2010 Scott Kloeck-Jenson fellows honored

October 20, 2010

Each year, Global Studies hosts a luncheon to honor the recipients of the Scott Kloeck-Jenson Fellowship, awarded to outstanding UW–Madison graduate students whose work deepens international understanding and global social justice. At this year’s luncheon, held Sept. 27, the 2010 fellows shared their work through short, informal presentations, allowing students to discuss their successes and research with other students from other disciplines. A main theme of the presentations was how the work of this year’s seven fellows embodies the Wisconsin Idea, the belief that education should influence and improve the lives of people beyond the university classroom. Kloeck-Jenson, after whom this award is named, lived life by this principle.

This year’s fellows again represent a broad range of country interests, disciplinary approaches, and national backgrounds. Students traveled to Bolivia, the Philippines, Ghana, Mozambique, and Rwanda. Last summer, the following graduate students conducted their studies in the memory of Kloeck-Jenson and his family with their work on social justice issues around the world: Barry Driscoll (political science), Madeleine Fairbairn (sociology), Yeri Lopez (Latin American history), Aliza Luft (sociology), Peter Nasuti (political science), Kweku Opoku-Agyemang (development studies), and Noah Theriault (cultural anthropology).

See More information on each of the fellows and their individual projects.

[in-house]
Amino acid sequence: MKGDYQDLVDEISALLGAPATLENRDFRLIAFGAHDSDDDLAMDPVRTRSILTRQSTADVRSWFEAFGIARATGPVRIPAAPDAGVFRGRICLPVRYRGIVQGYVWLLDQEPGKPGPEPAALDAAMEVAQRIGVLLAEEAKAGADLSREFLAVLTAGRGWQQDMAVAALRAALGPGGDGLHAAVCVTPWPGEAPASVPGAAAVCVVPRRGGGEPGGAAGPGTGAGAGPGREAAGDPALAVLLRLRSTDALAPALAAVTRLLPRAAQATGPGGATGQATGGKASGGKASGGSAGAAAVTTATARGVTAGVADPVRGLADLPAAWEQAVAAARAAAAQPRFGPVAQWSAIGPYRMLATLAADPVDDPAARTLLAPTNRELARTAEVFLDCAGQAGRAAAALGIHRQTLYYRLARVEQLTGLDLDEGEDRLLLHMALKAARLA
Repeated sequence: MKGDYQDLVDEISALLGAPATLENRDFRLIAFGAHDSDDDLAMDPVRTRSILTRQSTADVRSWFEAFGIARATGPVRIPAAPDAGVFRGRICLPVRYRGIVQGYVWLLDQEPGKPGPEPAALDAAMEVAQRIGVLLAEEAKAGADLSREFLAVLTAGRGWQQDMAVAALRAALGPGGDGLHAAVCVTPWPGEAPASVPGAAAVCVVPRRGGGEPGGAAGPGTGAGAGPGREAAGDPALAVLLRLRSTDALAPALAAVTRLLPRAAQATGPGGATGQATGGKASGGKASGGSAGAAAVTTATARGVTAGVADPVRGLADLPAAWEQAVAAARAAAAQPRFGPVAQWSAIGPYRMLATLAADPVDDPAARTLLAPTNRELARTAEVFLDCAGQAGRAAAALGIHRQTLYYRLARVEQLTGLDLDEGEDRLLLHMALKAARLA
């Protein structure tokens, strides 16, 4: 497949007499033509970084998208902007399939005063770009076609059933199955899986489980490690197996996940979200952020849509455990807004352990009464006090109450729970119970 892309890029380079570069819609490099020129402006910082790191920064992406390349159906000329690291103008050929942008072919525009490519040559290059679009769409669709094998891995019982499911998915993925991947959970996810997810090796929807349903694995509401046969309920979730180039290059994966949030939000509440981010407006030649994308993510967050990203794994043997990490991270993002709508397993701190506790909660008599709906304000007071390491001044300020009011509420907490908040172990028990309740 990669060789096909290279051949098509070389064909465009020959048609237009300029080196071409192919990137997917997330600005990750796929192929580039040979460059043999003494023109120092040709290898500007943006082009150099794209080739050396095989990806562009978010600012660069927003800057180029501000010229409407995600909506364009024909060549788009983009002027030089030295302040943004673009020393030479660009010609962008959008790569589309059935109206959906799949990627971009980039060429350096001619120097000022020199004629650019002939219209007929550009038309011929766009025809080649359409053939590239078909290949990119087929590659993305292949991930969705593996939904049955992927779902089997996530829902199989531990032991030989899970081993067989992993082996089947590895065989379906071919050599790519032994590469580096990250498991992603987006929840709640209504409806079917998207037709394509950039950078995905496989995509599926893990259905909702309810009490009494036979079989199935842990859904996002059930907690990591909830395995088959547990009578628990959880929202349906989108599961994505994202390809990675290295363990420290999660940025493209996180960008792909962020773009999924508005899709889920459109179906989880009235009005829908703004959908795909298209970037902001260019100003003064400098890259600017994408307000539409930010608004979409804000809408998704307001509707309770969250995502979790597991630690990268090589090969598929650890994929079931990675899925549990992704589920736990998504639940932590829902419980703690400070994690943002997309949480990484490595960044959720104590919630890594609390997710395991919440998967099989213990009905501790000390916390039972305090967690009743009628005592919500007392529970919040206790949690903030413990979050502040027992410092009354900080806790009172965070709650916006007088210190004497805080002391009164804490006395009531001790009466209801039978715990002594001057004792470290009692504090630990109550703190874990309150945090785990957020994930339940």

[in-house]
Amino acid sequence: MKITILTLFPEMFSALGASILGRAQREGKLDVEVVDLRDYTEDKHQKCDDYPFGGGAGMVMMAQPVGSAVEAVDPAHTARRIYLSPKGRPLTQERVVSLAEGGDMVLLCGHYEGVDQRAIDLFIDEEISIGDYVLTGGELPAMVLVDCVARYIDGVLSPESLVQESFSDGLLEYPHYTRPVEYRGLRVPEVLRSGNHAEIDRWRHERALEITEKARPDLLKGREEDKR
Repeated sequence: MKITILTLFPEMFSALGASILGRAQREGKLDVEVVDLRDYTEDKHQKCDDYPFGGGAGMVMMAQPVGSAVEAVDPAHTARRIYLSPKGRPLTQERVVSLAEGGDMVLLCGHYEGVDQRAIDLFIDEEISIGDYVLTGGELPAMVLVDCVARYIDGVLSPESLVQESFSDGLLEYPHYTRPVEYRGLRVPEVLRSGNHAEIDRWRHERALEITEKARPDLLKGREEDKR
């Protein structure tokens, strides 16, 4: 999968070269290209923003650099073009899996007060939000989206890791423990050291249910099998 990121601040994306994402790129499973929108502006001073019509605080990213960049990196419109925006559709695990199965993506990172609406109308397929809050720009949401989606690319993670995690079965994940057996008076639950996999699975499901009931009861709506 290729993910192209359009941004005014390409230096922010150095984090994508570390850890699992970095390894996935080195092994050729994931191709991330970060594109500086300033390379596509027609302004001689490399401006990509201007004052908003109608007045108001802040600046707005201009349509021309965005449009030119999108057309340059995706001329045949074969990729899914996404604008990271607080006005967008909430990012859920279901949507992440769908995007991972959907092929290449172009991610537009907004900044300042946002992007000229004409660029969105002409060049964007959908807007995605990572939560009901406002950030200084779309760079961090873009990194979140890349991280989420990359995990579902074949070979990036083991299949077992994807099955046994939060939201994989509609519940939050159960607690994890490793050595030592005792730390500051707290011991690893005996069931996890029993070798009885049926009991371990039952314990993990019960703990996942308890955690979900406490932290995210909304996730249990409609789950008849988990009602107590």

In its 11th year, the Scott Kloeck-Jenson Fellowship and Global Studies have provided 90 students with travel to 40 countries to provide peace and social justice through research and work abroad. Kloeck-Jenson was completing doctoral work on rural poverty in Mozambique province of Zambezia with his family on a Fulbright scholarship. There, he was also the field director for the Land Tenure Center’s Mozambique project. He was due to return to the U.S. in January 2000 to complete his dissertation with UW–Madison but, on June 23, 1999, Kloeck-Jenson, his wife, Barbara, and their two children, Zoe and Noah, were killed in a car accident in South Africa.

Upon his death in 1999, his remaining fellowship funds and contributions from Kloeck-Jenson’s family and friends were pooled to support UW–Madison graduate students. That same year, Global Studies named its annual Summer Travel Grants Program in memory of Kloeck-Jenson. Originally envisioned to last for five years, the fellowship is now entering its second decade thanks to friends and donors from throughout the university and around the world.

More information on the Scott Kloeck-Jenson Fellowships or to make a gift.